News National Setka given extra time to fight moves to expel him from Labor Party

Setka given extra time to fight moves to expel him from Labor Party

John Setka labor expulsion
Controversial construction union boss John Setka has been sacked from the Labor party. Photo: AAP
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Embattled Victorian union boss John Setka will receive extra time to defend his actions as he faces expulsion from the Australian Labor Party.

Federal Labor leader Anthony Albanese said the construction union heavyweight wrote to Labor’s national executive on Friday seeking an extension.

The Opposition Leader wants the Victorian CFMEU leader to be kicked out of the party, arguing his behaviour is not consistent with Labor’s values.

Mr Setka was last week placed on a one-year good behaviour bond after pleading guilty to harassing his wife via text messages and breaching a court order.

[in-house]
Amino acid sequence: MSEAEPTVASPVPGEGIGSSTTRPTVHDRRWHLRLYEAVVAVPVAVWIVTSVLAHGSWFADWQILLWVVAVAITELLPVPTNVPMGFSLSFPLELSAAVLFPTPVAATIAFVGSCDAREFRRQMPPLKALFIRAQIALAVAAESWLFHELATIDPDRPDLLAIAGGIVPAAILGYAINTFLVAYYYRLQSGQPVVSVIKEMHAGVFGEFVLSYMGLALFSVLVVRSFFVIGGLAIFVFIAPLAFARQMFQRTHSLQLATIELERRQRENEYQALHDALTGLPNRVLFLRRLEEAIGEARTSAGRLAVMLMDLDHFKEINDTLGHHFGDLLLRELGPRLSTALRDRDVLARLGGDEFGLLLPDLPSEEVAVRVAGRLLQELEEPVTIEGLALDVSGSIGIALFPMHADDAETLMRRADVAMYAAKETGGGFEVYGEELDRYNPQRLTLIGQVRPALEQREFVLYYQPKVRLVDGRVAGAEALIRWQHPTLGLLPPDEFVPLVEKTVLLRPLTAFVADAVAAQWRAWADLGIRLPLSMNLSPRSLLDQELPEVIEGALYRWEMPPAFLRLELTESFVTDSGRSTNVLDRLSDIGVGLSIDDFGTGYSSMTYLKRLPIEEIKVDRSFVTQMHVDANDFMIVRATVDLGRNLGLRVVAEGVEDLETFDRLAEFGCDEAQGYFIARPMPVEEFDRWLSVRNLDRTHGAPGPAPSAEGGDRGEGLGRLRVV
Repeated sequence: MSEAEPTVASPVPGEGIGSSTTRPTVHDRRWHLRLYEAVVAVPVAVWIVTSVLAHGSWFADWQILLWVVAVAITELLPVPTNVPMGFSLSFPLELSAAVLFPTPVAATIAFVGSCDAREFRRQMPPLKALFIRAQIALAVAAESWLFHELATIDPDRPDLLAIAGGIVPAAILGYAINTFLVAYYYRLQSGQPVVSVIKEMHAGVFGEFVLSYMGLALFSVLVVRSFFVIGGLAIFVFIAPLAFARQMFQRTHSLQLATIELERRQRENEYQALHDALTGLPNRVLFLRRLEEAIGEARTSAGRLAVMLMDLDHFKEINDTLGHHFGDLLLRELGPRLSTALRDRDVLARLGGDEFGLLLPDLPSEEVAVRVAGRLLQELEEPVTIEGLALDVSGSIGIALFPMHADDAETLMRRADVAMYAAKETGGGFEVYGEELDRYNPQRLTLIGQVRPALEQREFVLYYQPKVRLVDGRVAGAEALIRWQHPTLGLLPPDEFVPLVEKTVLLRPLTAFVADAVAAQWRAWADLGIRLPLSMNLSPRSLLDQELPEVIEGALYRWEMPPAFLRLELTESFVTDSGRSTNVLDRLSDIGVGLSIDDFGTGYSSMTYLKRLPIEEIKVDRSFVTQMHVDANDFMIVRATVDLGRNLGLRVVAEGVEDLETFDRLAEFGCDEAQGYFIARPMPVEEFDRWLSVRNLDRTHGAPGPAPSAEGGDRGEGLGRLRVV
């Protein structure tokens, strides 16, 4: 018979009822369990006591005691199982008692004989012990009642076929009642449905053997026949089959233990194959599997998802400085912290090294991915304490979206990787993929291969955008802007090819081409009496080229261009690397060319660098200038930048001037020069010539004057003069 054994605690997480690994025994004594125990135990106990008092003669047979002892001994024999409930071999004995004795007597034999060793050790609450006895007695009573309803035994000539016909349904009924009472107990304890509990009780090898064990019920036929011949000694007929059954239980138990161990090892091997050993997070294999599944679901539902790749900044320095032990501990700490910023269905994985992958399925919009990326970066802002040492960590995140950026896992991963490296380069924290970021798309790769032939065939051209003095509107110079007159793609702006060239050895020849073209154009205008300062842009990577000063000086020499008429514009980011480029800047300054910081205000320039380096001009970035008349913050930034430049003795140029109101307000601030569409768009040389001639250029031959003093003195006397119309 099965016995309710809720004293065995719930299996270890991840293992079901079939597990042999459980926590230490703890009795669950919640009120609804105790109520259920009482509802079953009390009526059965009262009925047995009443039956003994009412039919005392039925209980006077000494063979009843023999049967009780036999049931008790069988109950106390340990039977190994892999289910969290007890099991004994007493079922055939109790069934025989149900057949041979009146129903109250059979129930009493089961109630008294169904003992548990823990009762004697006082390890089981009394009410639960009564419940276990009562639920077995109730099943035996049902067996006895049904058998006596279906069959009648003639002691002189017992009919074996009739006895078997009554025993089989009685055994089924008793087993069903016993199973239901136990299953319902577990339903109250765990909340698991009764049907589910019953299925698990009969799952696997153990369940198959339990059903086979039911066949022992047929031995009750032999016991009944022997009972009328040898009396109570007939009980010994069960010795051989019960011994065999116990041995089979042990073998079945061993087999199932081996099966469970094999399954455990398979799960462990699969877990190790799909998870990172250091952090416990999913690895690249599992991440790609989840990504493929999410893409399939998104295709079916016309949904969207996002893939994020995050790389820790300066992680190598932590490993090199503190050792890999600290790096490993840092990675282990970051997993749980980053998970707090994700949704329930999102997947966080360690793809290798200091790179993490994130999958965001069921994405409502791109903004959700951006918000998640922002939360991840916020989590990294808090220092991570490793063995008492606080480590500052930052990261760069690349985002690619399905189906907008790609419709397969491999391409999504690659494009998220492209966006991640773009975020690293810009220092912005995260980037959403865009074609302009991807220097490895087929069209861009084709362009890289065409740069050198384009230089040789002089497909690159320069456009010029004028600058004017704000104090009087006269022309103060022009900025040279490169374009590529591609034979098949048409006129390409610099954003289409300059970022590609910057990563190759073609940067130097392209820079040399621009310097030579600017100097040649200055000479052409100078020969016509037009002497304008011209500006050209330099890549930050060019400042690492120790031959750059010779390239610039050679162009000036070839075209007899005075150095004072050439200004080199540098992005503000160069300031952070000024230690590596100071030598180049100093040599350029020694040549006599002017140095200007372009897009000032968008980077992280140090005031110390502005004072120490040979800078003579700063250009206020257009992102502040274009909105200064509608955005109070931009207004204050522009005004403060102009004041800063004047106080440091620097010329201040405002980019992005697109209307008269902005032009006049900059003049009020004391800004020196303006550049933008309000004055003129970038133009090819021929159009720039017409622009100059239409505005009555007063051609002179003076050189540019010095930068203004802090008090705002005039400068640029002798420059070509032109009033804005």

Mr Albanese said Mr Setka cited that court hearing as one of the reasons why he had not had enough time to prepare for the national executive meeting.

Mr Albanese said the union boss would be given a 10-day extension to make his case, but he remained confident Labor’s national executive would expel him.

“If Mr Setka was a rugby league player, he would have been kicked out of his club over the revelations that have been made, he will be kicked out of the Australian Labor Party,” the Opposition Leader said.

The ALP national executive was expected to decide Mr Setka’s future in the party when it meets on Friday.

“He will be given every opportunity to put his argument before the party, as is appropriate but I am very confident that the national executive will agree with me that these values are not consistent with his remaining membership,” Mr Albanese said.

The national executive will now meet via teleconference on July 15 to decide Mr Setka’s membership.

He has faced calls from both sides of the political aisle and some within the union movement calling on him to resign from the CFMEU.

Mr Setka has refused those calls and said it was for the CFMEU’s membership to decide his future within the union.